Home / Articles / News / News / Pot of gold
Print this Article
Thursday, March 30, 2017 12:08 am

Pot of gold

Bill would legalize marijuana to close budget gap

PHOTO BY RANDALL BENTON/TNS

 

In a desperate push to fix the state’s budget woes, some legislators want to legalize marijuana as one way out of the fiscal mess.

Joint bills introduced in the House and Senate in January proposed that adults over the age of 21 can buy up to 28 grams of marijuana for $50 an ounce. The state will license these retailers to adhere to strict regulations to cultivate, buy and sell the drug.

Legal marijuana sales could prove to be lucrative for the state, which has seen a budget impasse that has stretched for almost two years. According to the Marijuana Policy Project, Illinois is projected to earn between $349 million and $699 million in tax revenue each year if marijuana is legalized. (See Potential Tax Revenue from a Regulated Cannabis Market: Illinois, Marijuana Policy Project, March 2017.)

The legalization of marijuana has long been a hot-button issue in Illinois. In 2014, a bill allowing medical marijuana use was signed into law. In 2016, Gov. Bruce Rauner signed into law a bill that decriminalized aspects of marijuana possession. With the state crossing off major provisions on the marijuana reform checklist, the legalization proposals appear to be the final necessary step deregulating the drug.

Sen. Heather Steans, D-Chicago, is chief sponsor of the Senate legalization bill. Steans stated that the proposal is a much-needed revenue source to help close the $4.6 billion budget gap Rauner proposed in this year’s budget address. “It is clear that individuals across the nation are receptive to purchasing marijuana through a legal market,” she said in a press release. “Legalizing and taxing marijuana will not and should not solve all of our budget woes, but it should be a part of the conversation about resolving Illinois’ worsening budget problems. Right now, all the money being spent on marijuana is going into the pockets of criminals and cartels. In a regulated system, the money would go into the cash registers of licensed, taxpaying businesses.”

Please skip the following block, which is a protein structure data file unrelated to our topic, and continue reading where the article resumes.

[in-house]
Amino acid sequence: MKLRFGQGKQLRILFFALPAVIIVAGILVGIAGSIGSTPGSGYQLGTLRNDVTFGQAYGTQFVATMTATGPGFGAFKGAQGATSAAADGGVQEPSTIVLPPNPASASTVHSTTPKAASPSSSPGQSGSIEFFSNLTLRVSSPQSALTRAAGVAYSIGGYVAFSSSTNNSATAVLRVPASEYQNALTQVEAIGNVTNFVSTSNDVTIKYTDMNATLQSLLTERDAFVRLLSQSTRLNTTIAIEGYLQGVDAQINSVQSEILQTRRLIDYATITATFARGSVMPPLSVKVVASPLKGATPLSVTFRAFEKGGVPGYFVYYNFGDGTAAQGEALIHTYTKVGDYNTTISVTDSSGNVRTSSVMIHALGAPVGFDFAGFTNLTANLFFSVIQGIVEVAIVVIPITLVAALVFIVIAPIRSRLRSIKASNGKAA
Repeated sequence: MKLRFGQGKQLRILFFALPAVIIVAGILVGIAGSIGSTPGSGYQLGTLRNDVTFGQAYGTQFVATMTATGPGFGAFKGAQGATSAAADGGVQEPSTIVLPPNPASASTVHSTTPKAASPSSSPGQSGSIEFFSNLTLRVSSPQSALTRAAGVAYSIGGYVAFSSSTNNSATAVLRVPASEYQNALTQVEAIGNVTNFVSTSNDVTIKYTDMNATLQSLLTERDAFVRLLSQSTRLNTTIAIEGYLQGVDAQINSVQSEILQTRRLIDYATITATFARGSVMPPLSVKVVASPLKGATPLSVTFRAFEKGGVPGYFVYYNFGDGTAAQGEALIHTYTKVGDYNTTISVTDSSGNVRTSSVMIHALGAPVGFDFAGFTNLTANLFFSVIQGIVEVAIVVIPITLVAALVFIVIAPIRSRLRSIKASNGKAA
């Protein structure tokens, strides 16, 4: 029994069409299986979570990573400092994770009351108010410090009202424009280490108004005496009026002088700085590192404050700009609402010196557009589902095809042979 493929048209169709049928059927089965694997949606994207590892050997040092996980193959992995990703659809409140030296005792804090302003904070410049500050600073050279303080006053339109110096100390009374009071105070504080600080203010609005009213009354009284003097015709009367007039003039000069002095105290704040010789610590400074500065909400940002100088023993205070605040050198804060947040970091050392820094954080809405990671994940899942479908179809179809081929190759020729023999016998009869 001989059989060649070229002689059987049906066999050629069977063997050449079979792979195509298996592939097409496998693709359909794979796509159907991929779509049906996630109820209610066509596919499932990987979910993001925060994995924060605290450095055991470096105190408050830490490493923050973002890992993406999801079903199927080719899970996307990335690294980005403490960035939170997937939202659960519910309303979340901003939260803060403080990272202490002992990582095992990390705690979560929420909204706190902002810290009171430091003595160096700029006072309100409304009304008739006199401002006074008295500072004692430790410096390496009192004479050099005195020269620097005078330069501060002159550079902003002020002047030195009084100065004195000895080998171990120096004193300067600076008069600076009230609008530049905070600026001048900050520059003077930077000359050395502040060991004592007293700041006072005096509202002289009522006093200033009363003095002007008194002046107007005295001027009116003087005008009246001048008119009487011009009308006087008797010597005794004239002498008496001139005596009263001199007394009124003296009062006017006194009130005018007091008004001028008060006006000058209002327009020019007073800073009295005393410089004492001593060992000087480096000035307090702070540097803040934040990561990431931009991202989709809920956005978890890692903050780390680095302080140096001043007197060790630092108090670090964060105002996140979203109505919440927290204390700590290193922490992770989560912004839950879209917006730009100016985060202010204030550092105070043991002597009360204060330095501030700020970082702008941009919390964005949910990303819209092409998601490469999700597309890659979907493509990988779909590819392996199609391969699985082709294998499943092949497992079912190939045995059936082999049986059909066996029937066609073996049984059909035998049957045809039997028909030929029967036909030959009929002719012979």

Steans highlighted Colorado and Oregon, two states that have seen their respective economies grow after legalizing recreational marijuana use. In 2016, Colorado earned $140 million in marijuana sales tax, while Oregon netted over $60 million in revenue. “It would generate hundreds of millions of dollars per year in new revenue for our state,” Steans said. “Prohibition is a financial hole in the ground, and we should stop throwing taxpayer dollars into it.”

Rep. Kelly Cassidy, D-Chicago, introduced the House version of the bill. According to Cassidy, the state’s restriction on the drug to just medical use creates more problems than solutions. “Several states have adopted sensible alternatives to prohibition, and it is time for Illinois to develop its own exit strategy,” Cassidy said. “Regulating marijuana and removing the criminal element from marijuana production and sales will make our communities safer.”

Last year they cosponsored the legislation that decriminalized marijuana, so those in possession of 10 grams or less of cannabis now face civil law fines rather than criminal punishment. Before the decriminalization bill, possession of up to 2.5 grams of marijuana was classified as a Class-C misdemeanor, punishable by up to 30 days in jail. Possession of 2.5 to 10 grams was considered a Class-B misdemeanor, carrying a maximum jail sentence of six months.

Alex Camp is an editorial intern at Illinois Times. He is pursuing his master’s degree at University of Illinois Springfield. Contact him at intern@illinoistimes.com

Log in to use your Facebook account with
IllinoisTimes

Login With Facebook Account



Recent Activity on IllinoisTimes

Calendar

  • Fri
    23
  • Sat
    24
  • Sun
    25
  • Mon
    26
  • Tue
    27
  • Wed
    28
  • Thu
    29
   

SPRINGFIELD EVENTS

PUB CRAWL